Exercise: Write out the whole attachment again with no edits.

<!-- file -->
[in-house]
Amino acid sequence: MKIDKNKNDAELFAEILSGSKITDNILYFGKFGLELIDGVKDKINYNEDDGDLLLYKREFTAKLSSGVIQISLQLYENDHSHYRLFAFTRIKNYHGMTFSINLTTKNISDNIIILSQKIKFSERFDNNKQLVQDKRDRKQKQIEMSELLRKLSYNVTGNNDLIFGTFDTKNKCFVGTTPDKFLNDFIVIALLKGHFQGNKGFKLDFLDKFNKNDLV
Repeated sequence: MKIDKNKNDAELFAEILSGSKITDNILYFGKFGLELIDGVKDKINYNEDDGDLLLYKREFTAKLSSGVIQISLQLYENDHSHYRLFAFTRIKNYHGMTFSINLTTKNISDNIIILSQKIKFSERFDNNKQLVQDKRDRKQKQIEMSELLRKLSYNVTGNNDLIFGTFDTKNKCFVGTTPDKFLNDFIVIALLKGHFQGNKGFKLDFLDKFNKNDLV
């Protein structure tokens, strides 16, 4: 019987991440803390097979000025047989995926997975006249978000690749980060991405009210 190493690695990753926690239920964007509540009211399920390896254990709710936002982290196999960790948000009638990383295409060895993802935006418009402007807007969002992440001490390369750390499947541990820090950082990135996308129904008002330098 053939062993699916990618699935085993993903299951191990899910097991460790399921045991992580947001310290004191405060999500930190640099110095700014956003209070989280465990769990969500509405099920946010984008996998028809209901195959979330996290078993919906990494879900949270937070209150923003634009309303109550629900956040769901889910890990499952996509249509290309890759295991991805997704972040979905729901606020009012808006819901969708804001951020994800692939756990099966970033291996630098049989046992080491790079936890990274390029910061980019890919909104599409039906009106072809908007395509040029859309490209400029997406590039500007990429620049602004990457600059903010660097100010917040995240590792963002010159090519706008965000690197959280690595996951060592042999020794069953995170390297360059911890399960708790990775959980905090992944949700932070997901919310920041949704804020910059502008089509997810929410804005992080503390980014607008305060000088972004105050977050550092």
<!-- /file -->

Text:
[in-house]
Amino acid sequence: MKIDKNKNDAELFAEILSGSKITDNILYFGKFGLELIDGVKDKINYNEDDGDLLLYKREFTAKLSSGVIQISLQLYENDHSHYRLFAFTRIKNYHGMTFSINLTTKNISDNIIILSQKIKFSERFDNNKQLVQDKRDRKQKQIEMSELLRKLSYNVTGNNDLIFGTFDTKNKCFVGTTPDKFLNDFIVIALLKGHFQGNKGFKLDFLDKFNKNDLV
Repeated sequence: MKIDKNKNDAELFAEILSGSKITDNILYFGKFGLELIDGVKDKINYNEDDGDLLLYKREFTAKLSSGVIQISLQLYENDHSHYRLFAFTRIKNYHGMTFSINLTTKNISDNIIILSQKIKFSERFDNNKQLVQDKRDRKQKQIEMSELLRKLSYNVTGNNDLIFGTFDTKNKCFVGTTPDKFLNDFIVIALLKGHFQGNKGFKLDFLDKFNKNDLV
């Protein structure tokens, strides 16, 4: 019987991440803390097979000025047989995926997975006249978000690749980060991405009210 190493690695990753926690239920964007509540009211399920390896254990709710936002982290196999960790948000009638990383295409060895993802935006418009402007807007969002992440001490390369750390499947541990820090950082990135996308129904008002330098 053939062993699916990618699935085993993903299951191990899910097991460790399921045991992580947001310290004191405060999500930190640099110095700014956003209070989280465990769990969500509405099920946010984008996998028809209901195959979330996290078993919906990494879900949270937070209150923003634009309303109550629900956040769901889910890990499952996509249509290309890759295991991805997704972040979905729901606020009012808006819901969708804001951020994800692939756990099966970033291996630098049989046992080491790079936890990274390029910061980019890919909104599409039906009106072809908007395509040029859309490209400029997406590039500007990429620049602004990457600059903010660097100010917040995240590792963002010159090519706008965000690197959280690595996951060592042999020794069953995170390297360059911890399960708790990775959980905090992944949700932070997901919310920041949704804020910059502008089509997810929410804005992080503390980014607008305060000088972004105050977050550092």